After ten years in the business, killing people was becoming an irritation. This wasn’t a good omen…because where is a mystery novel without the supreme felony, cops, and the rest of it?
I enjoy writing mysteries, but have never been excited about the rules that govern most cozy mysteries. Such as: the murder victim can never be an animal or small child. She shouldn’t be the narrator, or someone who’s featured heavily in the series. Ideally, the dead one has something dislikeable about him or her. The murderer is someone within the victim’s social circle, a person with no criminal record or no previous history of domestic violence. Finally, there must be something wacky and indecipherable about the death scene, which will make it so tricky to solve that a smart reader will miss every clue. If a reader does pick up the killer’s identity before the last page, they will write you and say the book’s a failure.
Before you’re tempted to knock me off for having a bad attitude, let me explain what drew me to the genre in the first place. I love everything about story telling: creating an adventure with a clear beginning, a rise in suspense, and a smashing dénouement. And then there are settings. I’m a passionate traveler, and never have trouble finding intriguing settings—Japan, Hawaii, Washington DC and San Francisco so far.
But my favorite part about writing is exploring ideas about culture, usually in the past: say the courtesan culture of 1800s Japan, or the Hawaiian sugar plantation world of the 1920s. Even the unspoken history of orphans left behind after the US military occupation of Japan.
As my writing career has progressed, I’ve pinned most of my books on events that have happened decades or even centuries ago. I began wishing I could write from the viewpoint of these long-gone figures—and also that I could expand my settings to India, where I’ve been traveling in recent years for family matters. Calcutta, the city where many relatives of my paternal relatives live, was once the largest and richest city in the British Empire outside of London. The grand, wedding-cake buildings of the 1800s are now dingy with grime—but as I gazed up at them, starting in the late 1980s, I felt as if they were whispering stories of past adventures within. As I explored Calcutta, I also became intrigued with a nearby home of Bengal’s most famous revolutionary, a man who tried to wrest India away from the British with the help of the Japanese during World War II.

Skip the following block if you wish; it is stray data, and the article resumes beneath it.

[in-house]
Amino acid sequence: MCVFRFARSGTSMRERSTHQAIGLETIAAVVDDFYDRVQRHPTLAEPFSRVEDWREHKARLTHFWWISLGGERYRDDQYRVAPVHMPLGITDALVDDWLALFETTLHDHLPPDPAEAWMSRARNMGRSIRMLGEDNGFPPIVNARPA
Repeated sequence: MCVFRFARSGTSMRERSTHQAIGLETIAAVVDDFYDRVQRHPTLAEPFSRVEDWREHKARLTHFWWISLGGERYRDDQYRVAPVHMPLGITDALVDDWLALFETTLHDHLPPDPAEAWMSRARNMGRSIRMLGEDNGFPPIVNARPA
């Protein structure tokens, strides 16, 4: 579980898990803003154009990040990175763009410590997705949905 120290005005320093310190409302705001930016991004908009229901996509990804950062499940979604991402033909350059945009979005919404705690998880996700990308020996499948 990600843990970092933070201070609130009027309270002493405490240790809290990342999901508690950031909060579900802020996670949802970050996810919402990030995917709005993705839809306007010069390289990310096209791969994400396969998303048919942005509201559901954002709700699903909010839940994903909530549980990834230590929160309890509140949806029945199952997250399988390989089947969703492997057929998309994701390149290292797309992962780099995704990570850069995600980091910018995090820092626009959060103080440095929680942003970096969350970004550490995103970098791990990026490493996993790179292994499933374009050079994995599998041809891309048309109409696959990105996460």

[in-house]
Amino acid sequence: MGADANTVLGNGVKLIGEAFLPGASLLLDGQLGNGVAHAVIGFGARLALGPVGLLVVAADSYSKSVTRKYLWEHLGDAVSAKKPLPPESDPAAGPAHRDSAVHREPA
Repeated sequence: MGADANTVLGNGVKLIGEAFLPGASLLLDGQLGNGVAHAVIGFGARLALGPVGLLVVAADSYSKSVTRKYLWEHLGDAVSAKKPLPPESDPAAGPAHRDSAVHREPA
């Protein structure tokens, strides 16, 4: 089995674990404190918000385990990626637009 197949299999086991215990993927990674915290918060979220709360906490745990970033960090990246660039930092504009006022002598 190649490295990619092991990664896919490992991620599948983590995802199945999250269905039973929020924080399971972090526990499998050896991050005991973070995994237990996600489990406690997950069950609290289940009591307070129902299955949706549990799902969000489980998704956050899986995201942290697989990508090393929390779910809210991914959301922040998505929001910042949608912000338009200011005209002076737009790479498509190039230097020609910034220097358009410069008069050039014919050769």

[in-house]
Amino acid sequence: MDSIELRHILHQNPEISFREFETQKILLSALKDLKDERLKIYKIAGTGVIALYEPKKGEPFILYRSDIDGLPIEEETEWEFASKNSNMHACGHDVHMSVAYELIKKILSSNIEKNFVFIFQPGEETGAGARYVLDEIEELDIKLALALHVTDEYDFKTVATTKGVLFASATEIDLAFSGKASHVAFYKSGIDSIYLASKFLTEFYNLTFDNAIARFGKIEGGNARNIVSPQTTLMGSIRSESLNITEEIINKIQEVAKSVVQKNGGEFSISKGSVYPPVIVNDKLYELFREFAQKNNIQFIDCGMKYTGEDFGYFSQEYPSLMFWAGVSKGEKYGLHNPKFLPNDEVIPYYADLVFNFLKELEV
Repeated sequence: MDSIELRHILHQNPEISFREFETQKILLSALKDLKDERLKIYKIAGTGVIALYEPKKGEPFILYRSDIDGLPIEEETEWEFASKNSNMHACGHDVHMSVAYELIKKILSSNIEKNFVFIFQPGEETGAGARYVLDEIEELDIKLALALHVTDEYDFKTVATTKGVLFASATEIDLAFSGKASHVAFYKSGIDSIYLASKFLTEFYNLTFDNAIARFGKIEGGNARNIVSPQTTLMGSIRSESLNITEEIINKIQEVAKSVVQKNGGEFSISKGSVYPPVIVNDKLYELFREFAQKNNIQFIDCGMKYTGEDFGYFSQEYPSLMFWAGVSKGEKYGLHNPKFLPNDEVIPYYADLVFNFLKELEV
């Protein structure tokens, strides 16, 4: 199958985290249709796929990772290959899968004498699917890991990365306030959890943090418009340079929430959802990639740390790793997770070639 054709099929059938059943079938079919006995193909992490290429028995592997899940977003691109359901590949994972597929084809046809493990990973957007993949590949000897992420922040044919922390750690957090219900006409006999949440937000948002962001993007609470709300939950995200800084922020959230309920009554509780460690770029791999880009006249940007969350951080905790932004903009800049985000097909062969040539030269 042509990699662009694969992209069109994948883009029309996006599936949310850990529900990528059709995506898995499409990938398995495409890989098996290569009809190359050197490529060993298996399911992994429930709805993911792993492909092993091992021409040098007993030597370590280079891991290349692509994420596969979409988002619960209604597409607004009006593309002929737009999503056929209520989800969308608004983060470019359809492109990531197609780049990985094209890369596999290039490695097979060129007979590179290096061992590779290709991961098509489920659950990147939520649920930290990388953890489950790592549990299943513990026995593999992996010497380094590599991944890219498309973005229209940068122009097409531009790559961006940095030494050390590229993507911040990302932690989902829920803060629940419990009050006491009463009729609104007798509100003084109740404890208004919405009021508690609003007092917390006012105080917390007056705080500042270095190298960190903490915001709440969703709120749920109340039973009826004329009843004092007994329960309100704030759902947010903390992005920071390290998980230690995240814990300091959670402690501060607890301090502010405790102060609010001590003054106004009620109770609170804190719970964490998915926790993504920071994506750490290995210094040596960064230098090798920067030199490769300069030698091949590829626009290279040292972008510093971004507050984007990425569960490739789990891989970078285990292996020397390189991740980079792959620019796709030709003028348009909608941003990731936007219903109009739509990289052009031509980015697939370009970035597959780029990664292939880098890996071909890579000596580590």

The events and characters of Calcutta’s history were so spectacular they would overshadow any mystery I might concoct. The only story I needed to tell was India’s painful fight for independence—fictionalized, of course. While most stories of this era are narrated by British men or women—or perhaps an educated, elite Indian man—I wanted someone different to speak. The quiet, ignored servant girl, who was much smarter than anyone could believe.
It wasn’t until I lost the ongoing contract for Rei books with a longtime publisher that I had the chance to actually sit down and try a historical novel. It felt like a vacation to undertake the reading, traveling and interviewing involved in getting 1930s and 40s Calcutta just right.
As I’d expected, I didn’t miss creating an implausible murderer and the victim. But some mystery writing habits were so ingrained that I couldn’t help from using them in the new book. For instance, when research led me to read about the existence of a secret spy unit within the Indian Civil Service in the 1920s through the war years—and also, the participation of Indian women college students in the revolutionary movement during the same era—I had to add espionage to the plot. And of course, there had to be emotional suspense, which is taking the form of a mother-daughter story, as well as a romantic love triangle.
It was also natural that in my historical world, I found dead bodies. More than 50,000 people were killed during “The Week of Long Knives,” also known as the Calcutta riots of September, 1946, a climactic part of the book. Also, an estimated 500,000 died from starvation in the 1944-45 rice famine. Witnessing loved ones fade away from malnutrition or disease, or suffer sudden violent deaths, was a terrible reality I couldn’t exclude. So I wrote death into the novel, but the fact that these losses can’t be blamed on one individual makes them all the more powerful for me.
After five years of writing and rewriting, I’d produced a 500-page novel called The Sleeping Dictionary. Surprisingly, I didn’t feel closure. The history around India’s independence is so fascinating that I am tempted to write more about it. Just like an ambitious mystery author, I’m envisioning a series, some kind of hybrid history-espionage-romance (HER!). The setting is always Bengal, but as geographic boundaries fluctuate over time, a character’s home might be in Pakistan, or Bangladesh. Just as the young daughter of the heroine in the first book might become the star of another story.
It seems that the literary rules I worried about should not have been so important. I was the one with a problem, not the genre itself. In light of this novel, I hope to finish a Rei mystery later this year…or bury myself whole-heartedly in another Indian historical. The key is just to keep writing—and stretching.
Sujata Massey, formerly a regular commentator with the Femmes Fatale, lives in Baltimore with her family. Her most recent book, a historical-espionage-romance novel set in Calcutta, is The Sleeping Dictionary.